From professional friends in the medical centers who are most in touch with the younger physicians I learn that there is a great demand among the latter for medicomilitary literature concerning the present war. Naturally, planning to take up at an early date the duties of what they are beginning to realize is practically a specialty to which our medical colleges have heretofore given no attention, as intelligent professional men and as patriotic citizens they are eager for information that will enable them competently to fill the military offices to which they shortly expect appointment, and to "do their bit," however small, in an adequate and self-satisfying way.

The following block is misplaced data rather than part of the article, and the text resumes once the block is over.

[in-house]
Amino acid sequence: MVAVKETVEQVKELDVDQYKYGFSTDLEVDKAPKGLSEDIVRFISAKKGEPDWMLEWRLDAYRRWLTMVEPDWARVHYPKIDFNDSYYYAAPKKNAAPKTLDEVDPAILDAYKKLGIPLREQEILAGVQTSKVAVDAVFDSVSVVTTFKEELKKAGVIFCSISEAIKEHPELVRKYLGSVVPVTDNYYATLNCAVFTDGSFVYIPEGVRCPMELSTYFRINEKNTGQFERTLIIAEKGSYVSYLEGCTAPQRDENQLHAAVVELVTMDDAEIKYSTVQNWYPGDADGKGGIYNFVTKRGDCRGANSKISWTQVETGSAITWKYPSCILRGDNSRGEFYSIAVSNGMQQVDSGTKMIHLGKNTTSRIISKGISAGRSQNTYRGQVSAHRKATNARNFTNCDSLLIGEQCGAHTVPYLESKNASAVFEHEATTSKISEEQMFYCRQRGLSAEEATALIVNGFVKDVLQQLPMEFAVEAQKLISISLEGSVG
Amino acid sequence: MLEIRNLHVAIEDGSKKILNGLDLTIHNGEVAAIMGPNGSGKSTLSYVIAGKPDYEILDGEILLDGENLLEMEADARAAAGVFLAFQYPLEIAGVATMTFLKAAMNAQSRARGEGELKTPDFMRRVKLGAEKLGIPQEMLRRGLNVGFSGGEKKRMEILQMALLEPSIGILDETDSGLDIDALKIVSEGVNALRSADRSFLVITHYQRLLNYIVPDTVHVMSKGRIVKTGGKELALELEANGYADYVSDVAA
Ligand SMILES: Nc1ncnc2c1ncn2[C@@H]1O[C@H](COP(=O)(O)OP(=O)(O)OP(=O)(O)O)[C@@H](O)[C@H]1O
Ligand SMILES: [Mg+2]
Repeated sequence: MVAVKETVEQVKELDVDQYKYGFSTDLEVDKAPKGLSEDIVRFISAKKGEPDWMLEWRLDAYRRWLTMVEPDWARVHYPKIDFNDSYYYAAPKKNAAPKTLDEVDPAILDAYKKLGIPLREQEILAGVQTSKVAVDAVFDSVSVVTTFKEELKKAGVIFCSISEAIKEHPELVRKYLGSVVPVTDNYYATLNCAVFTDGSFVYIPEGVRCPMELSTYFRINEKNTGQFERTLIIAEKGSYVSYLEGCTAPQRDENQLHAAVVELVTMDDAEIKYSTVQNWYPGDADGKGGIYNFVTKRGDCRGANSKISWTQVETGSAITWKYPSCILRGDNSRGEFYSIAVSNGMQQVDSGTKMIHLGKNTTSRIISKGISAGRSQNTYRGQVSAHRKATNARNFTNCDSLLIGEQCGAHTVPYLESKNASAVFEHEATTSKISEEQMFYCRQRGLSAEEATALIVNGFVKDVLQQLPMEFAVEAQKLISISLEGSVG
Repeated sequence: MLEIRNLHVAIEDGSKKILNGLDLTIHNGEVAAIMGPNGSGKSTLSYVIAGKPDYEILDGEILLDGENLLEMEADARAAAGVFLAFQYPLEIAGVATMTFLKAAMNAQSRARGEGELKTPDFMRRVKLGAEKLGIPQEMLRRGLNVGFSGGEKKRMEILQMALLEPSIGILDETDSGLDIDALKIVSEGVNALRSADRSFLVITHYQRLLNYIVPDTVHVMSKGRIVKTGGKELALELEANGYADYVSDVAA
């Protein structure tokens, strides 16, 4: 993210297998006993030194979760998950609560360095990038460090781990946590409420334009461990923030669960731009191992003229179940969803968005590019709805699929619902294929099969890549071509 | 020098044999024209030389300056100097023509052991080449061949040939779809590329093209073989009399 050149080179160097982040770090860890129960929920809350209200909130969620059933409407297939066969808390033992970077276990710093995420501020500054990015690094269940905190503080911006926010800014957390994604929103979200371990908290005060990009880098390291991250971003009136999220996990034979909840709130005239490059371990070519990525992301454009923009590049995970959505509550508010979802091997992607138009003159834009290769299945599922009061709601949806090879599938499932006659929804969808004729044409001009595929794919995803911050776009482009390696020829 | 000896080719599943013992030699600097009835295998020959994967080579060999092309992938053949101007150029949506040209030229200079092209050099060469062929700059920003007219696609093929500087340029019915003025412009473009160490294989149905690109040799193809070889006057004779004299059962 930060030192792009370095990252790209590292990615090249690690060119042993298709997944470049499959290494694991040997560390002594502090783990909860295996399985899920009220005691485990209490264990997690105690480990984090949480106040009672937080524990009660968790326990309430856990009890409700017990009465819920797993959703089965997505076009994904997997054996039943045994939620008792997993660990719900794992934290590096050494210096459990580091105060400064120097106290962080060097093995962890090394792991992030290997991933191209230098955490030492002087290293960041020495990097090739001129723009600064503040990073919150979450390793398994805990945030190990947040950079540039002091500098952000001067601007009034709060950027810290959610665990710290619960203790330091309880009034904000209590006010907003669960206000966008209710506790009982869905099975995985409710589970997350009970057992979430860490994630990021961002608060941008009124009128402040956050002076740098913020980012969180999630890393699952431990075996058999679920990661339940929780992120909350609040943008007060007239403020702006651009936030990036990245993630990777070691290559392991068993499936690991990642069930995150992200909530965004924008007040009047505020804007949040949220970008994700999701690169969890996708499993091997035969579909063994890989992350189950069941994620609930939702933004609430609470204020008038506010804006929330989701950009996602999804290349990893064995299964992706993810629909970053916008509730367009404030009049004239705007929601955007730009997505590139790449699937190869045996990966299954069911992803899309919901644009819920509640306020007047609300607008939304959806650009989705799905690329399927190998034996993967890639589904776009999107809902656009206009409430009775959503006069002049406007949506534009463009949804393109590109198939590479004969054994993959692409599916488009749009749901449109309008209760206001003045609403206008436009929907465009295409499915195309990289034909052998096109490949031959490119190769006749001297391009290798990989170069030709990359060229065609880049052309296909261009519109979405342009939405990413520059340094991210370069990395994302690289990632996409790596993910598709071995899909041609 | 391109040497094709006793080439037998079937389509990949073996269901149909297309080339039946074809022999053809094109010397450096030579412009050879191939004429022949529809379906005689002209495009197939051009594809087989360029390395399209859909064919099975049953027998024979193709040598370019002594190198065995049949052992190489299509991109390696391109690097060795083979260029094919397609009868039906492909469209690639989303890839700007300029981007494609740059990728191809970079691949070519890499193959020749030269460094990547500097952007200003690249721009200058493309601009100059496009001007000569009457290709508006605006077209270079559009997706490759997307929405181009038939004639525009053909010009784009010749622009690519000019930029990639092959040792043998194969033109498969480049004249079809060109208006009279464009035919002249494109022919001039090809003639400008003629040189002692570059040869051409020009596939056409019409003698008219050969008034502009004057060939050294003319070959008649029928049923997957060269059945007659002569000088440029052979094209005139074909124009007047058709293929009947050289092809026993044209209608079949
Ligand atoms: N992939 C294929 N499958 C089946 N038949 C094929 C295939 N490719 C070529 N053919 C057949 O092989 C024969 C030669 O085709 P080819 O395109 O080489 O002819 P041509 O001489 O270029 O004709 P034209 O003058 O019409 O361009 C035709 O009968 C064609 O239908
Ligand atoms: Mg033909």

At present, unfortunately, there is a great lack of literature along these lines. Physicians abroad, both at home and afield, are all more or less engaged in the work of the war and have had little time to write; and what has
McCULLOCH CC. SANITATION IN THE TRENCHES. JAMA. 1917;LXIX(2):81–87. doi:10.1001/jama.1917.02590290003002
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